Why do we do a double-take when we hear our voice on a recording? It’s because our voice sounds lower to us as it reverberates through the skull. The bystander, on the other hand, hears an unmitigated, and therefore higher, version of our voice. We literally sound different to others than we do in our own heads.
In Cringeworthy: A Theory of Awkwardness, author Melissa Dahl, co-founder of NYMag.com’s social science site Science of Us, explores the origins of why we cringe, and how we can break free from anxiety caused by awkwardness.
In this video for Bigthink, Dahl draws a link back to 1960s research where people received electric shocks — the study concluded that participants preferred knowing when they would receive a shock instead of not knowing.
The shock study, the recording example — both get at a central part of Dahl’s cringe theory: first, we prefer predictability, and second, it causes great discomfort when we come across as something other than we think we are.
Dahl calls this “the irreconcilable gap” — a term coined by psychologist Philippe Rochat at Emory University. She explains:
“What makes us cringe is when the ‘you’ you think you’re presenting to the world clashes with the ‘you’ the world is actually seeing, and that makes us uncomfortable because we like to think that we’re coming off in a certain way.”
Dahl explores three ways to shift your relationship to cringe:
1) turn cringeworthy feedback into useful field notes — you wanted a promotion, but things didn’t go your way. You insulted a friend but didn’t mean to. You could brush off these encounters as the other person totally misreading you, or you could glean something from their perception of you (without having to fully buy into it). Dahl explains: “I’ve figured out how to deal with this emotion a little better is to start thinking of it as useful information like, “maybe this is a way to start tiptoeing towards becoming this person that I see myself as, this person that I wish I was.”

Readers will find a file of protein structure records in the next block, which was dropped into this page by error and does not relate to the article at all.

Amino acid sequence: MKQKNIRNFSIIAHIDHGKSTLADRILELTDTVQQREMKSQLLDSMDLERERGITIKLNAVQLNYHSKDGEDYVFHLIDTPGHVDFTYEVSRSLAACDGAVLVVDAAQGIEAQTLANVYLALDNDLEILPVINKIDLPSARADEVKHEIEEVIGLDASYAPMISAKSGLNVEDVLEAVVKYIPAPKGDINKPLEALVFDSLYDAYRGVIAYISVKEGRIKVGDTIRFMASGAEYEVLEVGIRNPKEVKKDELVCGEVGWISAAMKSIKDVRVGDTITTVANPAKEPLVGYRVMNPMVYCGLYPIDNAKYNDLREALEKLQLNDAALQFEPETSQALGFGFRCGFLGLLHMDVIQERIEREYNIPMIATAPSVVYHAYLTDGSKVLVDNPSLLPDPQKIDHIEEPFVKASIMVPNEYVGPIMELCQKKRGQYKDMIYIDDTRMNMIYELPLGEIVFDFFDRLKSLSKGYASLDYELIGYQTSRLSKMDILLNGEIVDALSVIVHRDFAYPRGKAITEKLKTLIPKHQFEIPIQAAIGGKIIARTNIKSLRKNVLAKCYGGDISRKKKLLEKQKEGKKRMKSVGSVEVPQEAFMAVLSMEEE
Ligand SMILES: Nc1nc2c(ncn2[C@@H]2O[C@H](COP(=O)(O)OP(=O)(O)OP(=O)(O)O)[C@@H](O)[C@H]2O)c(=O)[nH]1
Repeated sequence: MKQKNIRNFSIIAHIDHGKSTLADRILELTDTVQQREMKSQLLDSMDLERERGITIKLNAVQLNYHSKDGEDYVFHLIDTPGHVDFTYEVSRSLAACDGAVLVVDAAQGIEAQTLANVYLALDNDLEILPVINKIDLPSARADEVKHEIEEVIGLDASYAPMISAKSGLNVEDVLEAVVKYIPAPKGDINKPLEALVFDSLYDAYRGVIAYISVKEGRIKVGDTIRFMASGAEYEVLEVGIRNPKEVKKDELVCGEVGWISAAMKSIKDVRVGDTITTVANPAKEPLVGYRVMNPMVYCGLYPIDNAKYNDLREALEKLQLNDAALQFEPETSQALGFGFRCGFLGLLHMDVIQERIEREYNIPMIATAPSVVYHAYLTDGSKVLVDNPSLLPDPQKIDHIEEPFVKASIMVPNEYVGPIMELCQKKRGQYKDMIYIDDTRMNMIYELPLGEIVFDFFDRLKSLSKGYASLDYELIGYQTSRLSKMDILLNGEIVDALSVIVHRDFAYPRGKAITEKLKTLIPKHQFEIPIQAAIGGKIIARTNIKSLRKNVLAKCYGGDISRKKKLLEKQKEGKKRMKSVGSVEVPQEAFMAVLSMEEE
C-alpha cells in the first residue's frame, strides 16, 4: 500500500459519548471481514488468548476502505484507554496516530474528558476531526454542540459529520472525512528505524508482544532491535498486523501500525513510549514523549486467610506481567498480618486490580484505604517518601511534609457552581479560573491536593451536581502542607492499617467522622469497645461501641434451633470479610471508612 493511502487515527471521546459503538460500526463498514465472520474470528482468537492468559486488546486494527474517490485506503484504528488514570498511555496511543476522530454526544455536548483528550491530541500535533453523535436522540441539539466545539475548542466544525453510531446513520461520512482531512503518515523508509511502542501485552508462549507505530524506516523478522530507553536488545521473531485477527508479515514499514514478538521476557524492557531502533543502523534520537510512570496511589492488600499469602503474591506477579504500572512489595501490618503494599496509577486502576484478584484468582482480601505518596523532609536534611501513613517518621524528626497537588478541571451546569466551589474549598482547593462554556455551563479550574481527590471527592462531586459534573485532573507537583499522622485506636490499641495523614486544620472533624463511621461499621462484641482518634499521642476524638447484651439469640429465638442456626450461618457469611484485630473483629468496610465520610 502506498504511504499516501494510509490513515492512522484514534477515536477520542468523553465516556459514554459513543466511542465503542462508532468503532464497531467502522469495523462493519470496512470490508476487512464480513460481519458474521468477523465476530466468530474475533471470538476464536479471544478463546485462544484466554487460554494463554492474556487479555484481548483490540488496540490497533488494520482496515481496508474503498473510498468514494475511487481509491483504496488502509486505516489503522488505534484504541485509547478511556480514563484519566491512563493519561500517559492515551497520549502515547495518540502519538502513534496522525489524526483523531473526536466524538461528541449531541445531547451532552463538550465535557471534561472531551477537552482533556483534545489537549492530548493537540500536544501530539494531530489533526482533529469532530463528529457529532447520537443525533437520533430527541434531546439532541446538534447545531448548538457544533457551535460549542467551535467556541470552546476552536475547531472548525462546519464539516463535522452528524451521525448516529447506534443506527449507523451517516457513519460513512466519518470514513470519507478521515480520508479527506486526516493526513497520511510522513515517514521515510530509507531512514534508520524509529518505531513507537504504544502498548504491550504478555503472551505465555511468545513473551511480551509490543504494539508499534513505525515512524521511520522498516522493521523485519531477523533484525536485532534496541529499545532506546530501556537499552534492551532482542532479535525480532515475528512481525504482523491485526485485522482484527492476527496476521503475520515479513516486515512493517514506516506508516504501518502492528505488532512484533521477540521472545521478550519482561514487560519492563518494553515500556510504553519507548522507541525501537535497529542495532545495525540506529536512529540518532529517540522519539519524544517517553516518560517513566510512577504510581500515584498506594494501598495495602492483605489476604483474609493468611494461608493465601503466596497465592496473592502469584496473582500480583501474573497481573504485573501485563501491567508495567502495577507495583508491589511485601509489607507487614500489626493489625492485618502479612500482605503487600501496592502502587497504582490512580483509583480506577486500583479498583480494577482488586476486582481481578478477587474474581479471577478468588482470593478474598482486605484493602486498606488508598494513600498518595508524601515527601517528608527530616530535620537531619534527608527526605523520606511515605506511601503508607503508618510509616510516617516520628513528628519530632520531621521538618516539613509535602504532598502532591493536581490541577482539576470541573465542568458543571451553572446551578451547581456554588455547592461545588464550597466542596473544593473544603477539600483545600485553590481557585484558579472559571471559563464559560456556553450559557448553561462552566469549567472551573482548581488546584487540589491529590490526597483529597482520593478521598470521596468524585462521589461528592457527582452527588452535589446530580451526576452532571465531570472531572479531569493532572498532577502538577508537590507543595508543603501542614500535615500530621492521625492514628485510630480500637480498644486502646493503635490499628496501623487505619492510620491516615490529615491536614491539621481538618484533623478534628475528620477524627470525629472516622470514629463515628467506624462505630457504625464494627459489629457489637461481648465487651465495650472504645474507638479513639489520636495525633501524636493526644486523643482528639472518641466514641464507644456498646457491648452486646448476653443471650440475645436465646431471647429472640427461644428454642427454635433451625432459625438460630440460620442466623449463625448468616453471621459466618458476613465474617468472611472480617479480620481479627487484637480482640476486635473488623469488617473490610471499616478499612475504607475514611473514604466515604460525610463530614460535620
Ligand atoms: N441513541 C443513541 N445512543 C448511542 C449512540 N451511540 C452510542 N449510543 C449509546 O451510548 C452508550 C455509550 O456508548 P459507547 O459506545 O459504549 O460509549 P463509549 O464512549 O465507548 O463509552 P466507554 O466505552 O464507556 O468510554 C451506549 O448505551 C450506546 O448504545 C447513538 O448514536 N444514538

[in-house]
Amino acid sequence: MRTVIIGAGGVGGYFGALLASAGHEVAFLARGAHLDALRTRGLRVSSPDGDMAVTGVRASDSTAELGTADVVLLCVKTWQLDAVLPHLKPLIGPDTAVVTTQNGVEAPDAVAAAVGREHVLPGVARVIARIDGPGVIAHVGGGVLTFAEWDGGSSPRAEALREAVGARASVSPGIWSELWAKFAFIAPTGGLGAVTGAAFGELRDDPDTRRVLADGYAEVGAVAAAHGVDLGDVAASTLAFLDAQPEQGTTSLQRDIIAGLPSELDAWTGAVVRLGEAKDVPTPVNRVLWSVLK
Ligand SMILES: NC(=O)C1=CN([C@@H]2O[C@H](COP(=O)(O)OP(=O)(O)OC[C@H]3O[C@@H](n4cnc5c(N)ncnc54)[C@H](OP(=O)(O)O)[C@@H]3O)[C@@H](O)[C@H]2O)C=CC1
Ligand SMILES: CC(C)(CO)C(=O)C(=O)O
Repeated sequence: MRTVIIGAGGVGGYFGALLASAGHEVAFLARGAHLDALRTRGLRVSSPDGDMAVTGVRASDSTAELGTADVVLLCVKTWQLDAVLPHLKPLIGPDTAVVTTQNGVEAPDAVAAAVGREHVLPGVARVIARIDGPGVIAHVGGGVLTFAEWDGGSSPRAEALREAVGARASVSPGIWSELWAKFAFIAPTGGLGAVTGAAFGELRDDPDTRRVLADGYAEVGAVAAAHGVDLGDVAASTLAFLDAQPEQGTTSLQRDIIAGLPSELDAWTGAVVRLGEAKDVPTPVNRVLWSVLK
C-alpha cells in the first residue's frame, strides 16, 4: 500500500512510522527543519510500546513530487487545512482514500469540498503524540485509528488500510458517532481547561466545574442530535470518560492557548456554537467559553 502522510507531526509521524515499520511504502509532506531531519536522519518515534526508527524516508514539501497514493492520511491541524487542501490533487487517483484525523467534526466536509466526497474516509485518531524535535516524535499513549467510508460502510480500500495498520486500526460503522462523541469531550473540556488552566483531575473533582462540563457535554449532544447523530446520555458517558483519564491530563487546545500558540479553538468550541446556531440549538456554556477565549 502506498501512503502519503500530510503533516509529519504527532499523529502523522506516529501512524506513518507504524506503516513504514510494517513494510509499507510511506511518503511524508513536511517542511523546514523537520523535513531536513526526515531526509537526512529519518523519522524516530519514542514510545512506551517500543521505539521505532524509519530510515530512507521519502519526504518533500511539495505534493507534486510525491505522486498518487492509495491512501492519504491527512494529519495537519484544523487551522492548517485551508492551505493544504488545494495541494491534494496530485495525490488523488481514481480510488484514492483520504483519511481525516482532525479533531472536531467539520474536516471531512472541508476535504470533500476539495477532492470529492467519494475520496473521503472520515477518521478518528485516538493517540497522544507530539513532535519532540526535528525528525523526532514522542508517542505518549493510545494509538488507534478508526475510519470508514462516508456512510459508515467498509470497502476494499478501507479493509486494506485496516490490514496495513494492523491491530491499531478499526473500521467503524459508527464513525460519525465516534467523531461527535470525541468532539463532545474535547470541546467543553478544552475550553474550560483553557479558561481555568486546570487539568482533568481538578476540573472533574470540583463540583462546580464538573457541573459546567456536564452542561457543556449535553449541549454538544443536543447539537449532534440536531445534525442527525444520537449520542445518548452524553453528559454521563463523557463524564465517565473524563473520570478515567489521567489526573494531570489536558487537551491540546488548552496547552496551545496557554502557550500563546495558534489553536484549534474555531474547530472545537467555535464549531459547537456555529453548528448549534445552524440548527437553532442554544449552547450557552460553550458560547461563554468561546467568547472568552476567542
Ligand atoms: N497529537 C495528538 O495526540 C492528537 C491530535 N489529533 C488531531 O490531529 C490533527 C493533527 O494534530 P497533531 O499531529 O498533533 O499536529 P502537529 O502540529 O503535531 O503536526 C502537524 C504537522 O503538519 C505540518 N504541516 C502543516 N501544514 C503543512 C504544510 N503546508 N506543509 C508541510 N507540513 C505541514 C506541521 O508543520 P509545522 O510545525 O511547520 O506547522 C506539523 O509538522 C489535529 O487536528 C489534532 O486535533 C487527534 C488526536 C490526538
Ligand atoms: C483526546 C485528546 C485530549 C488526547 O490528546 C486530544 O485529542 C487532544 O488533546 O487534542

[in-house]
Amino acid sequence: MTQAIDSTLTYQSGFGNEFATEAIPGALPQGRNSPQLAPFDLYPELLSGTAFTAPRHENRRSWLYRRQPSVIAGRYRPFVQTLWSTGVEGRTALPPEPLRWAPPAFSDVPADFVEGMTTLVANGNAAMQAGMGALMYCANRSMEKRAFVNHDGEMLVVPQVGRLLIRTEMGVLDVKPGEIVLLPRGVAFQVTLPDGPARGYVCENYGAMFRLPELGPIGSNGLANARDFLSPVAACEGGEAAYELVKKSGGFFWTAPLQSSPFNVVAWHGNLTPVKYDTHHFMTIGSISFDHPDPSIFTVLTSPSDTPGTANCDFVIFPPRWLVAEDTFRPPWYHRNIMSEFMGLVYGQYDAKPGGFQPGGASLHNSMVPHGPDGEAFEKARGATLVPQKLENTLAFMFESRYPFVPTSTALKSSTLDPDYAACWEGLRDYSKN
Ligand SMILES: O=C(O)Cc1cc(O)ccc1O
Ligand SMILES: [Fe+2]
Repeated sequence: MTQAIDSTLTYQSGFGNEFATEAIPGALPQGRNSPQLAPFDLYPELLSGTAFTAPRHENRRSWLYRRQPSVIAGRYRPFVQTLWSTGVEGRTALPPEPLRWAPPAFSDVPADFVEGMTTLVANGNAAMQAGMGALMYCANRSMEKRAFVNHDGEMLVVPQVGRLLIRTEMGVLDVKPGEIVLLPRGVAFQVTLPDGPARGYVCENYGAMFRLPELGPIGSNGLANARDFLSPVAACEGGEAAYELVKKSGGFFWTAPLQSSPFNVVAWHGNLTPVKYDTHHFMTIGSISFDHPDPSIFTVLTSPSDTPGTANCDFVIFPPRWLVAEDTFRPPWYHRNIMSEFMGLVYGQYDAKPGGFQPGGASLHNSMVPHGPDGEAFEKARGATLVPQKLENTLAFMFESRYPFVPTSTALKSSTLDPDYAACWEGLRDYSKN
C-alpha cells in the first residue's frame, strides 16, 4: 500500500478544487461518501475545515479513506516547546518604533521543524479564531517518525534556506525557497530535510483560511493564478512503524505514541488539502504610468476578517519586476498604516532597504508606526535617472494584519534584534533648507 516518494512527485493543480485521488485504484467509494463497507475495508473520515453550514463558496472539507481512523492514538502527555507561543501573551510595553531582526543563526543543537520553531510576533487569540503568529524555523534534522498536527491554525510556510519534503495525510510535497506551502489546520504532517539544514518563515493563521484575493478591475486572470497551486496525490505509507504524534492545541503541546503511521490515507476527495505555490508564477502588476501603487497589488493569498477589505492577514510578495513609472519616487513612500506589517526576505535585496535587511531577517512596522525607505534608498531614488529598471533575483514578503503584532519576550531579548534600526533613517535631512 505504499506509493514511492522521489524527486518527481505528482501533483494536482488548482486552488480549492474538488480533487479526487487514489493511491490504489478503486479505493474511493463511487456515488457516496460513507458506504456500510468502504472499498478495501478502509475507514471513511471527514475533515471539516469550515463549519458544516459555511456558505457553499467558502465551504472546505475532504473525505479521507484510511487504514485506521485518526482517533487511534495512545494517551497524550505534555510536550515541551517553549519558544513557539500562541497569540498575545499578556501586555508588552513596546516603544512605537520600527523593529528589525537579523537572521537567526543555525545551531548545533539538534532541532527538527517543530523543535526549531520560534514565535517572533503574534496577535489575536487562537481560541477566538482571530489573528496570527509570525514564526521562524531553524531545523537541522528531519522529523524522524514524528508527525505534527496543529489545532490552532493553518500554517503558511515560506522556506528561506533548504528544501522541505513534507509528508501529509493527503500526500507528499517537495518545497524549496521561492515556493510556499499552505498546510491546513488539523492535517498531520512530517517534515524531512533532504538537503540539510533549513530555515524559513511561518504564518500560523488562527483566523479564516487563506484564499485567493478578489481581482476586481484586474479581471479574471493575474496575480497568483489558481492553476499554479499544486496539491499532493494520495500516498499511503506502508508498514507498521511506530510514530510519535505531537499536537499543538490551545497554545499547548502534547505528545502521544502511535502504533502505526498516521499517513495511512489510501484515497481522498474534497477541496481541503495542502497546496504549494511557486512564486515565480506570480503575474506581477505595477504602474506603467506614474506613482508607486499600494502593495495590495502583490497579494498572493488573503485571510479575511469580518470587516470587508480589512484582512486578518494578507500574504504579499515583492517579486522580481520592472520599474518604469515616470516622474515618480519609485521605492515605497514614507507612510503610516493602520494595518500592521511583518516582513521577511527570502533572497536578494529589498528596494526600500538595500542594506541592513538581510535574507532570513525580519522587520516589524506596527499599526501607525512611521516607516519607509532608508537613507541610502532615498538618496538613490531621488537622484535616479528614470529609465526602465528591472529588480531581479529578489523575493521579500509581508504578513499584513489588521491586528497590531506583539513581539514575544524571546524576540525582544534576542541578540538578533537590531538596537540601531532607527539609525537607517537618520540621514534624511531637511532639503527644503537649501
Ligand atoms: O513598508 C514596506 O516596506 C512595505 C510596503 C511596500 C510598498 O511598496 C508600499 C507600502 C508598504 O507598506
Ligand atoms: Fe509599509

2) embrace moments of cringe — could you frame your worst social nightmare with humor? Dahl talks about Stefan Hofmann, a therapist in Boston who runs a social anxiety clinic where individuals with severe anxiety go through exercises designed to put them in some of the most awkward social situations (for example, going to a bookstore and asking the clerk for books on farting). “The point is to kind of put them through their worst social nightmares and then have them come out the other side and be like ‘Oh, I survived. People looked at me weird but I survived,'” says Dahl. These moments prime the mind for the real thing, and any embarrassing books you may need to procure in the future. To that end:
3) put yourself in awkward situations — Dahl participates in a global comedy show called Mortified where people read out of their teenage journals, and share stories from their past. She says the unexpected outcome was that it actually made her feel more connected to other people:
When you get to a line where you read something that you wrote as a really angsty 12 year old and it makes everyone laugh it feels really good, because a lot of times people laugh because they recognize themselves in you. And so if they’re recognizing themselves in you then you’re not alone—your embarrassing things, they don’t have to isolate you.
Dahl suggests that when we embrace the cringe, we have a better chance of loosening the grip of uncomfortable and difficult emotions, which can allow us to connect more with others and ourselves.
Video from Bigthink